First of all, thanks for responding to the long post! I’ll try to respond in bulletpoint to make it more clear.

  • My algebra/arithmetic is fine, but I'm suffering because my lack of trigonometric skills make life difficult in calculus. Fortunately, I've read that you're fine as long as you understand derivatives/instantaneous rate of change.

-The Accelerated MSF at Clark curriculum is here:

I’ve already taken accounting (at most other schools I applied to their finance major). Economics or Mgmt would probably prepare me best for the subject matter in the Accelerated MSF. Without it, I’m not really interested in attending clark to be honest.

Econ is probably better than mgmt for the MSF unless you added some math electives. Anyway, if a career in politics/policy is on the table, I’d question whether the MSF would be ideal. It seems overly quantitative and might narrow your options. If that’s true, the PS+MSF could be risky in that the econ/finance skill set you’re getting is limiting. Econ+MPA might give you the breadth and direction that you need. Having said that, you have to consider whether econ is for you. Many students that prefer the practical side of things find economics overly abstract. A minor in econ is better for some students, while some even prefer to minor in math/stats to keep their banking/finance options open.

What other schools have you applied to/been accepted?

I’ve applied to a lot of schools, too many probably, but I’ve been accepted to URI and Drexel so far. No rejections or waitlists. Both as a finance major.

Aside from Clark, I was figuring I’d get an undergraduate degree in finance, go into the workforce for a few years (as one should) and then make a decision from there about which graduate degree to get. If I’m working in banking or something like that, I could get a MSF or MBA, and if I get into politics I could go for a polysci/govt/public administration degree, or maybe even economics, but I don’t know if economics gets too theoretical at the graduate level. I was trying not to worry about it too much just yet.

For Clark, I was mostly drawn by the 5th yr free masters program. I wanted to have that on the table as a sort of financial safety.

I think you’re right about PS+MSF. An accelerated MSF from a non-target is probably not going to be enough to break into a finance career, but would leave me with just specific enough of a skillset for it to be inapplicable to other things.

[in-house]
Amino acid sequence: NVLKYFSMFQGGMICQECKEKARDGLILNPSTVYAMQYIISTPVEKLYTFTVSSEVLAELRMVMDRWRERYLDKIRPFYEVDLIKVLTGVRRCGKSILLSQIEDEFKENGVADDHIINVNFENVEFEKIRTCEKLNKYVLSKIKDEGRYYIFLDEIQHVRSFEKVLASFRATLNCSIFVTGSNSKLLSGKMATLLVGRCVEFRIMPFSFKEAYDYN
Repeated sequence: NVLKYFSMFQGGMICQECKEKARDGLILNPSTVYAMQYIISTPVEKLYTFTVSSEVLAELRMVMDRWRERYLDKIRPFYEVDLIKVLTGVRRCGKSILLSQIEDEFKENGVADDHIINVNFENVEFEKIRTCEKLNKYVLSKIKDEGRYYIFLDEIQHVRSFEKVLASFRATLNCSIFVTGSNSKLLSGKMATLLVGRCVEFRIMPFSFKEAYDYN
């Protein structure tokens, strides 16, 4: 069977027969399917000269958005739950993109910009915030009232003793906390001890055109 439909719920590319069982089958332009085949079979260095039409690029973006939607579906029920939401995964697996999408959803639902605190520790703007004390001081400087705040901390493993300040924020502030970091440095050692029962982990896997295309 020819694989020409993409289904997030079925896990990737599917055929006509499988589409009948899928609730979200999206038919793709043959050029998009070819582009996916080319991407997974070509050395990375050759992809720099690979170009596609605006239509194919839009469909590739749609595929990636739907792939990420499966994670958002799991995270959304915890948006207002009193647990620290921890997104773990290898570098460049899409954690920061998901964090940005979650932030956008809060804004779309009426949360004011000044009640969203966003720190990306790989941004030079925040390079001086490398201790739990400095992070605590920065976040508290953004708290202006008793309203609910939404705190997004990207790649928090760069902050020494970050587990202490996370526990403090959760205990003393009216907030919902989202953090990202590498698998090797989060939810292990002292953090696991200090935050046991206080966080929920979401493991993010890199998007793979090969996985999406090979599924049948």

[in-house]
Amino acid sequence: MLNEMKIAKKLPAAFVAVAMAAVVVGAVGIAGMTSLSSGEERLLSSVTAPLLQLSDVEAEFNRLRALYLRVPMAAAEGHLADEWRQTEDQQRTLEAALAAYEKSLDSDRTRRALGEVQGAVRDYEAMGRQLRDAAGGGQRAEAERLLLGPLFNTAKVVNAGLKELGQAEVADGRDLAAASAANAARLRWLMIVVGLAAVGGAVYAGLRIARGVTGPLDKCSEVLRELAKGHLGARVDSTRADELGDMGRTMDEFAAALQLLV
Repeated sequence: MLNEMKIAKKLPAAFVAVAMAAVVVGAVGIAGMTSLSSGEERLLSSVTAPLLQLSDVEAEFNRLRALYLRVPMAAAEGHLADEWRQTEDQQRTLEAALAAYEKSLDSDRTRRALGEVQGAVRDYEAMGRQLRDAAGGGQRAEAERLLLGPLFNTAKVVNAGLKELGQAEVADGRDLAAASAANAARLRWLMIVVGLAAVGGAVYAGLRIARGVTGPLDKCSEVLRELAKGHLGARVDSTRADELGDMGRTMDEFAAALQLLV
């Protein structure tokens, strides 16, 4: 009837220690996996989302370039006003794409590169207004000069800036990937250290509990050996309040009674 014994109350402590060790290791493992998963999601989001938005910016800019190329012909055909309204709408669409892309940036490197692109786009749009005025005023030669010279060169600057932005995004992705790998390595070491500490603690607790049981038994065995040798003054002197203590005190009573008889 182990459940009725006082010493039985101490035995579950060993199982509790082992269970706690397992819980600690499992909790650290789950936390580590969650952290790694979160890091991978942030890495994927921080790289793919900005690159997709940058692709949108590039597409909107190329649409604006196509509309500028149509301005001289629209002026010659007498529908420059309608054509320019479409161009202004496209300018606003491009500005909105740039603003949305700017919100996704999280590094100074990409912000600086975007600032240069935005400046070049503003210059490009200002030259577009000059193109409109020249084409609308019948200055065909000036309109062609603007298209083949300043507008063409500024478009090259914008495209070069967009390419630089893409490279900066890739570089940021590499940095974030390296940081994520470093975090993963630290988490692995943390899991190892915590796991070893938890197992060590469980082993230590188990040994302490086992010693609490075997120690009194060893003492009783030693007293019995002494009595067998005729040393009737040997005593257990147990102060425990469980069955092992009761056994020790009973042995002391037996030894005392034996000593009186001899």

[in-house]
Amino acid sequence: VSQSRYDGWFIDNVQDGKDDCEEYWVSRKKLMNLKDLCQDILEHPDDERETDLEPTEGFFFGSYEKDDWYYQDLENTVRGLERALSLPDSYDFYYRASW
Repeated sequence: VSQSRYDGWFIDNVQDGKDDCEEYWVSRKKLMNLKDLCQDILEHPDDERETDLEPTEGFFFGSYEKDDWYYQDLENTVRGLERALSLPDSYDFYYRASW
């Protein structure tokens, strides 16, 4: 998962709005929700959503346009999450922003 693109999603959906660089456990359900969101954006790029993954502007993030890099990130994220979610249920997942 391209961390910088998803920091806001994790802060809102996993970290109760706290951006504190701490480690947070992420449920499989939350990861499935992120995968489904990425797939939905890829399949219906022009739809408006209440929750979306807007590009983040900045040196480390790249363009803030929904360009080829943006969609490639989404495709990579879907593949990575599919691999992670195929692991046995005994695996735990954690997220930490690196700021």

Yes, working for a few years to narrow your interests is a great plan. The 5th year free at Clark can be a bonus, but it can nudge you in the wrong direction if you haven’t pinned down your goals. Under the circumstances, I’d wait to see all of your school options (and costs) before favoring a Clark academic program.

Definitely. I mean I got into drexel with some pretty decent aid, and they have the co op program which would be a good way of getting my foot in the door anyways.

Is the fifth year really free? If so then I think any free degree is worthwhile getting. A MSF or one in Econ would never be a waste in my opinion if it is free.

My son who is considering accounting needs the fifth year just to site for the CPA exam. Business schools typically offer a 4+1 program where you can begin to take some grad level courses your senior year and then continue during the summer to finish up that following year.

I take it Clark offers that last +1 year free? That is a huge bonus. My son is looking at a $70K+ bill for that last year. That would be close to the full $80K undergrad scholarship many receive.

I say take the free masters degree.

It’ll depend on how much fin aid I get for the other years. I’ve been centering my courses towards a business-finance degree so I’m sure Clark would be 2.5 more years for undergraduate so I’ll have to take that into consideration.

That’s the full list of options for the accelerated masters degrees.

I got rejected from Clark so I don’t need to worry about this anymore lol.